Norad says it identified and intercepted two Russian bombers over the Beaufort Sea on Thursday.
In a news release, the North American Aerospace Defence Command said several aircraft were involved in the operation to identify the two Tupolev Tu-95 Bear H Bombers in the Alaskan and Canadian Air Defence Identification Zones.
Those zones cover Canadian and U.S. airspace and are monitored by Norad in the interest of national security. Any aircraft in those zones without authorization can be seen as a threat. According to international law, a country’s sovereign airspace extends 22 kilometres from its coastlines.
“The Russian aircraft remained in international airspace in the Beaufort Sea and at no time did the aircraft enter United States or Canadian sovereign airspace,” the statement from Norad said.
Two F-22 and two CF-18 fighter aircraft were deployed, as well as a Boeing E-3 Sentry — an early warning and control aircraft — and two other aircraft. Norad uses radars, satellites and fighter aircraft to identify aircraft and “determine the appropriate response.”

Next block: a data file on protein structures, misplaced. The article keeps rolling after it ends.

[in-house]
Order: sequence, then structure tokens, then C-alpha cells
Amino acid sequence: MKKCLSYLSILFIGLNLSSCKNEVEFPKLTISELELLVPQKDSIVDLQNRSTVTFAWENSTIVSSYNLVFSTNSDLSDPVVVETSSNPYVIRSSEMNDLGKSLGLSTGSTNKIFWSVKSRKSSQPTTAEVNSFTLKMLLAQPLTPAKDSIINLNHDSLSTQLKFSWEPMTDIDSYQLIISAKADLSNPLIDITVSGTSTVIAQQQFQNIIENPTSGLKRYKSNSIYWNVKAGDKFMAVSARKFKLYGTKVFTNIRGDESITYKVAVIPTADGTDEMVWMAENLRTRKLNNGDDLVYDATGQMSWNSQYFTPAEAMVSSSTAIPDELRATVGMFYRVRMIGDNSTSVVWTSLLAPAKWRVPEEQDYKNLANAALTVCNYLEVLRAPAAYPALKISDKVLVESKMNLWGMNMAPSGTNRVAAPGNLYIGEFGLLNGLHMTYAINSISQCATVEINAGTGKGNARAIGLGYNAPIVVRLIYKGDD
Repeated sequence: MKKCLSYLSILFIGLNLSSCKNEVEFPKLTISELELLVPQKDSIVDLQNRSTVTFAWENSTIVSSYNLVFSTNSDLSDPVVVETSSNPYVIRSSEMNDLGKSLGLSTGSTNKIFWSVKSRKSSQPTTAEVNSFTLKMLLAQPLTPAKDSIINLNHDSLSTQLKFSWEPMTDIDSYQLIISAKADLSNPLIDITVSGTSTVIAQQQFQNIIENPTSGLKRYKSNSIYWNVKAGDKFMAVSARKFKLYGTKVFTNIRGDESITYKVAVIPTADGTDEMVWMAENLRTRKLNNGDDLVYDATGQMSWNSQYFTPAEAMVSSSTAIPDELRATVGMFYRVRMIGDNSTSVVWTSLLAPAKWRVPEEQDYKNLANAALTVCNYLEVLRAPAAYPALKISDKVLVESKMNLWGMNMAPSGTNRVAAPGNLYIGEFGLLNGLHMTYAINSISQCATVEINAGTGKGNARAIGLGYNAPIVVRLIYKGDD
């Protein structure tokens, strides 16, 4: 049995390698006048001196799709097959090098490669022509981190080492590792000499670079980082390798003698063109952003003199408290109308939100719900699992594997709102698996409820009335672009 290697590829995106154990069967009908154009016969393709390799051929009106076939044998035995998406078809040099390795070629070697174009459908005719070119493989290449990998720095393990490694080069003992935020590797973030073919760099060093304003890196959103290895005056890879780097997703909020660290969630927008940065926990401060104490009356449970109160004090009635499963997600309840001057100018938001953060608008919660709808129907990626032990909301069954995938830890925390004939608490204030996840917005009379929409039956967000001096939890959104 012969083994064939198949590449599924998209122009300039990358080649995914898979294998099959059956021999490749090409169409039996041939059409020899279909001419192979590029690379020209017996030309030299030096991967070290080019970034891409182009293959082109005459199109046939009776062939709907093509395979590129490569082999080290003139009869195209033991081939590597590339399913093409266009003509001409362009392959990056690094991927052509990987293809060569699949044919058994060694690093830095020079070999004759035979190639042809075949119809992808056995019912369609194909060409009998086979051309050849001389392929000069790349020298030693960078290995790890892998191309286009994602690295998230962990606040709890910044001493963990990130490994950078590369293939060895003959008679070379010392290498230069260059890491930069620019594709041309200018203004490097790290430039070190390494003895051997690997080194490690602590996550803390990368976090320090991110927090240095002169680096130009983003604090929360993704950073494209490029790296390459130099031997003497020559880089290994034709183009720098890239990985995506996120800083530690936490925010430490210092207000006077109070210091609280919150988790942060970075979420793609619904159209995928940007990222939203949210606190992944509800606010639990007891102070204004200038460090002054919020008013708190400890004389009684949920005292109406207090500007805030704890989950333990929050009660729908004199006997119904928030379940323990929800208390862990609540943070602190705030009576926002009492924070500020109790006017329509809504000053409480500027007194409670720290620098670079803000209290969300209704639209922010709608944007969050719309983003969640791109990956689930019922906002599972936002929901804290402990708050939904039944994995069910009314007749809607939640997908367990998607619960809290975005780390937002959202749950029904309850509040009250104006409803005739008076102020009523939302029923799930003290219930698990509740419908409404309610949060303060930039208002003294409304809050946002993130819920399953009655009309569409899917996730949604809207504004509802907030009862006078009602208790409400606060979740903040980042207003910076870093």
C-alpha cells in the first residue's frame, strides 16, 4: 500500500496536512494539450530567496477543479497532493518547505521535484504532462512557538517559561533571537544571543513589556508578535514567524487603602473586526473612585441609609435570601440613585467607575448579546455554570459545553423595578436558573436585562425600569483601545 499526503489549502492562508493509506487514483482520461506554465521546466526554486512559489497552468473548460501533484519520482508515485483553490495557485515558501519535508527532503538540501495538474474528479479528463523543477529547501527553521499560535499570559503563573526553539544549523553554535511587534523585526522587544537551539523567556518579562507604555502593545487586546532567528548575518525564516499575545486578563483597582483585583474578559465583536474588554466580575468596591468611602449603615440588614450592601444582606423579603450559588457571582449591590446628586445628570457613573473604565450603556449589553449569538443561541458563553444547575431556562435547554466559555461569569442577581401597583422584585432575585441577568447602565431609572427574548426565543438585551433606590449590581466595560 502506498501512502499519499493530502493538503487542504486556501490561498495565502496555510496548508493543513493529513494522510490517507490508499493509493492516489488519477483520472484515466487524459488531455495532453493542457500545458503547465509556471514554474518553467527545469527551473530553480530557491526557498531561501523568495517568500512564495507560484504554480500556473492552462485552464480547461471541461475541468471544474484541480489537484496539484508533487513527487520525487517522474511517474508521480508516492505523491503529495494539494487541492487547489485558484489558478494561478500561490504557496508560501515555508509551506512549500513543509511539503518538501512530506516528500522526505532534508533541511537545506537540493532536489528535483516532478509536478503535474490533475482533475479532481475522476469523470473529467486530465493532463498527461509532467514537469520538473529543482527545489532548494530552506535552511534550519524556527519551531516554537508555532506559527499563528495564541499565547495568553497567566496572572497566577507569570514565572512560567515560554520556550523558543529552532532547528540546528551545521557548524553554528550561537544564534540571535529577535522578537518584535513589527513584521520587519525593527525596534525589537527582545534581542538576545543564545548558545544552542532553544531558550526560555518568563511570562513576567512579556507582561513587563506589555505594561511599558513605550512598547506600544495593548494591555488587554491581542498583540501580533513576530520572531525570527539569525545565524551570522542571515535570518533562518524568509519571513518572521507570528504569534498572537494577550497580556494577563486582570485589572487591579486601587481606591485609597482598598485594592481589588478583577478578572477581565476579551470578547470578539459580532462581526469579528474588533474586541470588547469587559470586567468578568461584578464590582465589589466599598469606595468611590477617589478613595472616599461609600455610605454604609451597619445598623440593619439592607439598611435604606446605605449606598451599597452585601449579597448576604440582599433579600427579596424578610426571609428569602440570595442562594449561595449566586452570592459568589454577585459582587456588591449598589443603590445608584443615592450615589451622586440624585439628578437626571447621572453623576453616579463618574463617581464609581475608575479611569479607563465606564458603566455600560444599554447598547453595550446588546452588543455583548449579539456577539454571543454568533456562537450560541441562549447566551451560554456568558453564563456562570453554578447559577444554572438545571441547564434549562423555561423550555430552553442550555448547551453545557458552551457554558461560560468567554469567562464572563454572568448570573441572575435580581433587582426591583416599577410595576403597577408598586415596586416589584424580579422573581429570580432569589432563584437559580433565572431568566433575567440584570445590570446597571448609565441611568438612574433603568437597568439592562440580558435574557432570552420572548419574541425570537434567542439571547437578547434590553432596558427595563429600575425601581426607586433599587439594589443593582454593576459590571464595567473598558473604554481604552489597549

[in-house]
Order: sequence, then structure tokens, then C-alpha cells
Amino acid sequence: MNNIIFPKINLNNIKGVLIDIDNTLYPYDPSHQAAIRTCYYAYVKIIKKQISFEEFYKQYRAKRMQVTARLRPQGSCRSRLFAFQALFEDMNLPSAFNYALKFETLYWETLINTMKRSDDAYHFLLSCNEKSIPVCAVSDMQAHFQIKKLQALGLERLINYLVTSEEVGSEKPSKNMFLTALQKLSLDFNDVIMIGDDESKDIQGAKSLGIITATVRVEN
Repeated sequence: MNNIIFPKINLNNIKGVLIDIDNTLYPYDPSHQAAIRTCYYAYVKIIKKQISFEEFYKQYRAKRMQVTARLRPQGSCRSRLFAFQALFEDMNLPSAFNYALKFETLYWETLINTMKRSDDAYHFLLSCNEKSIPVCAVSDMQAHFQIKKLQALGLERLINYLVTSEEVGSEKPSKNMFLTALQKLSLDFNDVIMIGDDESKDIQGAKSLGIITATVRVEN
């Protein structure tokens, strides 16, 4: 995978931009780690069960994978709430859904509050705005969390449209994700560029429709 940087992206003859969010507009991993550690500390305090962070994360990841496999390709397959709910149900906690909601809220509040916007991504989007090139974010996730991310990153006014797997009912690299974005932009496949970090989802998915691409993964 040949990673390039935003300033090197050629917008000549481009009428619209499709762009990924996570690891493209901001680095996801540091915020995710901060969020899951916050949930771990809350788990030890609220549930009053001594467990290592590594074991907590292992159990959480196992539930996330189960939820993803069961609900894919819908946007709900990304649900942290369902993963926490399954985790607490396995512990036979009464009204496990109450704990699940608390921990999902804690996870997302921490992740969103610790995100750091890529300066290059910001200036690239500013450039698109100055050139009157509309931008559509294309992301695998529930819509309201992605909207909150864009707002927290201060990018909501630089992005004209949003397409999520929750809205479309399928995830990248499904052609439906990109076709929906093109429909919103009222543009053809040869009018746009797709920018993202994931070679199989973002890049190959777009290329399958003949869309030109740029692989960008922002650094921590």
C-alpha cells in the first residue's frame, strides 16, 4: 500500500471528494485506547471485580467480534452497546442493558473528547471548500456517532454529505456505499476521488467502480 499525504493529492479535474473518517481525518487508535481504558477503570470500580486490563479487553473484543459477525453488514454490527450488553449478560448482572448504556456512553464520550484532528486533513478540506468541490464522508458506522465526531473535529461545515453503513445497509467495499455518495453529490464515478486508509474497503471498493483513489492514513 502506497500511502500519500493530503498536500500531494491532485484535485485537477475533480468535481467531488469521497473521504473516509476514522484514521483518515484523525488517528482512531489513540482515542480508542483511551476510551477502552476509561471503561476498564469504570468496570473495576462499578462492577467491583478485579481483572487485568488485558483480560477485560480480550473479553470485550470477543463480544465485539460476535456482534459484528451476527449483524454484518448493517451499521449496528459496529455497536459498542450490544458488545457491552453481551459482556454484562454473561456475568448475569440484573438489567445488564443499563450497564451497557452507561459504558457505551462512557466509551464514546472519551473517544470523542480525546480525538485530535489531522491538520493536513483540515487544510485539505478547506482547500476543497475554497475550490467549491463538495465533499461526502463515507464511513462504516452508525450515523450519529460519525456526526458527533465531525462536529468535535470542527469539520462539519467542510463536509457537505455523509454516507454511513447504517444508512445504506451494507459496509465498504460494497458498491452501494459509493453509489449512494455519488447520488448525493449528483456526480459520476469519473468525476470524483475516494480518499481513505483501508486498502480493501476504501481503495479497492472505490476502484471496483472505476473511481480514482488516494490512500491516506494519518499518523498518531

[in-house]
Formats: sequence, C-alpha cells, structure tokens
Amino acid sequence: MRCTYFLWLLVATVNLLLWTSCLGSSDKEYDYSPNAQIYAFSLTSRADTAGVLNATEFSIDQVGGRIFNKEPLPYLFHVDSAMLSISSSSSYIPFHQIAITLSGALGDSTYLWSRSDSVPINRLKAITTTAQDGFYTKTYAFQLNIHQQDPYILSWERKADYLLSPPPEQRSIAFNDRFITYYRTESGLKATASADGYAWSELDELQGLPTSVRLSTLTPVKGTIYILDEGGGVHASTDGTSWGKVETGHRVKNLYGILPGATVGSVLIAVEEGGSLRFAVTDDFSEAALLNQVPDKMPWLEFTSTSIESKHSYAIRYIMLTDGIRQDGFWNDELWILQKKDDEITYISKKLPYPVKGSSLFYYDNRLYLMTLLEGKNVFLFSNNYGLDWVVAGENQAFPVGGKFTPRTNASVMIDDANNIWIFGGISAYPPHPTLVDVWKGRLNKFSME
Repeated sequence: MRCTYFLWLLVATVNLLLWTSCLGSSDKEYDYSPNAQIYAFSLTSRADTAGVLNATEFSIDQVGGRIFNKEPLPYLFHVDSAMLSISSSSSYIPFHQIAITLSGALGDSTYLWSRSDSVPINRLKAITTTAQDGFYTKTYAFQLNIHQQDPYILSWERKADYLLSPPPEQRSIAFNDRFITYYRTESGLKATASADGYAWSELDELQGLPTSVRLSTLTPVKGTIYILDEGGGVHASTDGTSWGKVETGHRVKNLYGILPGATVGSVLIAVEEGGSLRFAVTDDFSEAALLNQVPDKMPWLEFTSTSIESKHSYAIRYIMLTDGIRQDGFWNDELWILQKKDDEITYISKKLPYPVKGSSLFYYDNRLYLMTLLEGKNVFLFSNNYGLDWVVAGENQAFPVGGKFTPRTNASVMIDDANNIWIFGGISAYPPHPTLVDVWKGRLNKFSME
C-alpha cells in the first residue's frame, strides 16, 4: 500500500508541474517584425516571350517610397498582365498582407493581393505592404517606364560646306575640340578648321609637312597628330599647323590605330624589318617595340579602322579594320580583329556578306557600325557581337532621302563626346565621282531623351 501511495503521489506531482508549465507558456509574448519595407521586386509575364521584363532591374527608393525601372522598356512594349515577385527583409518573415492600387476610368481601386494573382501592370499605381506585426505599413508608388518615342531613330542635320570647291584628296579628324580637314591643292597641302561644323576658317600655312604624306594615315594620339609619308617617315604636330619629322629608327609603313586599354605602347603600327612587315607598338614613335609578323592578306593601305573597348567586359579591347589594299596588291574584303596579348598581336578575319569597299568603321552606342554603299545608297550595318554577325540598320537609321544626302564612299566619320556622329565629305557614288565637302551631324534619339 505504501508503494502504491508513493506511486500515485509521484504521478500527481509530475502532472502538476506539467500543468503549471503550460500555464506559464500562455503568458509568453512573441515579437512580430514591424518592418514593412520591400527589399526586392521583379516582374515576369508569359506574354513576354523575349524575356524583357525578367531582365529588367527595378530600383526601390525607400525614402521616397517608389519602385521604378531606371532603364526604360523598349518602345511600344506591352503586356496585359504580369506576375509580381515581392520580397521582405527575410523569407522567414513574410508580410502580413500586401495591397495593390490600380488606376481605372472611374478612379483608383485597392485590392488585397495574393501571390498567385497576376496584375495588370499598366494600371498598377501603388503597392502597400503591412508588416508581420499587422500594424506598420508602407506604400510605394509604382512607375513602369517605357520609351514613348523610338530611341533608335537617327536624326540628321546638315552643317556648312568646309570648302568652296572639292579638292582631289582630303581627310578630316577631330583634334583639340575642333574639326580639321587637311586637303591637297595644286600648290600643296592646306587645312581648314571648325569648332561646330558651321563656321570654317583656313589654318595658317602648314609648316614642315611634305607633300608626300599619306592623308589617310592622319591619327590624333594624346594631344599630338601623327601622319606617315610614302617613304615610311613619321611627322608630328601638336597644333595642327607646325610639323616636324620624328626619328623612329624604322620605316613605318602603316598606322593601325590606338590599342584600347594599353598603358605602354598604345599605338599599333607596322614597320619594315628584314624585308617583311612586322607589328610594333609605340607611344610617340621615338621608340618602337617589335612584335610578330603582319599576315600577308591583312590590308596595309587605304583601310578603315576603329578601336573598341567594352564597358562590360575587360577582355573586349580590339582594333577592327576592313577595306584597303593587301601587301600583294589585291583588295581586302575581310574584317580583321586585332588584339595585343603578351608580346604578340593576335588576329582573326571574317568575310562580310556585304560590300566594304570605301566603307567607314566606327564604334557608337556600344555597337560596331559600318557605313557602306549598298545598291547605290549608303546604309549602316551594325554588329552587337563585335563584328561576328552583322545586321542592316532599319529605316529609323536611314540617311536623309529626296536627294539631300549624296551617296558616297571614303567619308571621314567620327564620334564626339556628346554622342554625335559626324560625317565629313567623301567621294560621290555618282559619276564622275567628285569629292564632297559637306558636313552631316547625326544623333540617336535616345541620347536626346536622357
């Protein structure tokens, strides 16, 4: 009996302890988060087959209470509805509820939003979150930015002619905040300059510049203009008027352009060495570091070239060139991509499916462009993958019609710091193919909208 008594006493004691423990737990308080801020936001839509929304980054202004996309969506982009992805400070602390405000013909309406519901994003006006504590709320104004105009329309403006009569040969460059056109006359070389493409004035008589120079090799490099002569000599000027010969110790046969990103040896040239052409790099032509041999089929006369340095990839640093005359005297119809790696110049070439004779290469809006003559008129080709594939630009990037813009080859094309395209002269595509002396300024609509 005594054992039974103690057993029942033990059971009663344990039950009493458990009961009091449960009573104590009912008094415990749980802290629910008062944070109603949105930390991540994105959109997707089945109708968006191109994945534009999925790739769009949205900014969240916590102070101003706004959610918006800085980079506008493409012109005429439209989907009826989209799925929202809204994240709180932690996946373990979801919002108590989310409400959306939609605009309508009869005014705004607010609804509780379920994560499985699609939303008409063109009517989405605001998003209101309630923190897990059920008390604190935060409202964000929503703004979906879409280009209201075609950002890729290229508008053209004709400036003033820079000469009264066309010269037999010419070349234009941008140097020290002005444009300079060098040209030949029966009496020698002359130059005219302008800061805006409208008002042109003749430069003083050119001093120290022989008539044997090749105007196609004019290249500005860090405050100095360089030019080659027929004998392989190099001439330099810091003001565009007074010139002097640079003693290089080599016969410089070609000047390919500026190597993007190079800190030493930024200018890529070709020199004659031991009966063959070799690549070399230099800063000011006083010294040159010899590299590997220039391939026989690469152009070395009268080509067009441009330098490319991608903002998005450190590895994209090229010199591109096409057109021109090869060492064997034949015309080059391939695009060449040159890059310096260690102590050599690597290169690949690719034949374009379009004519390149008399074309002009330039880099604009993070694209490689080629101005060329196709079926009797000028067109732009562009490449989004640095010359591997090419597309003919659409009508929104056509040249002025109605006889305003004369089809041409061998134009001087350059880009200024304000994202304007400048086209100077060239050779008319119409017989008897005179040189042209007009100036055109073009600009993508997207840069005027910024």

“Norad operators identified and intercepted the Russian aircraft flying near our nations,” said U.S. Air Force Gen. Terrence J. O’Shaughnessy, the Norad commander, in the statement.
In May, the U.S. military sent five aircraft to intercept two groups of Russian warplanes that flew in opposite directions off the coast of Alaska but never entered sovereign U.S. airspace.
Related stories from around the North:
Canada: Canada’s 2019 budget slim on hard power Arctic commitments, experts say, Radio Canada International
Iceland: Iceland & UK sign agreement to boost security, defence cooperation, Eye on the Arctic
Norway: US, Russian bombers fly missions on same day near Norwegian airspace, The Independent Barents Observer
Russia: Russian navy to hold live-fire exercise in Norwegian Sea, The Independent Barents Observer
Sweden: Sweden wants to rebuild its “total defence” system, Radio Sweden
United States: U.S. must pay attention to growing China-Russia alliance in Arctic: expert, Alaska Public Media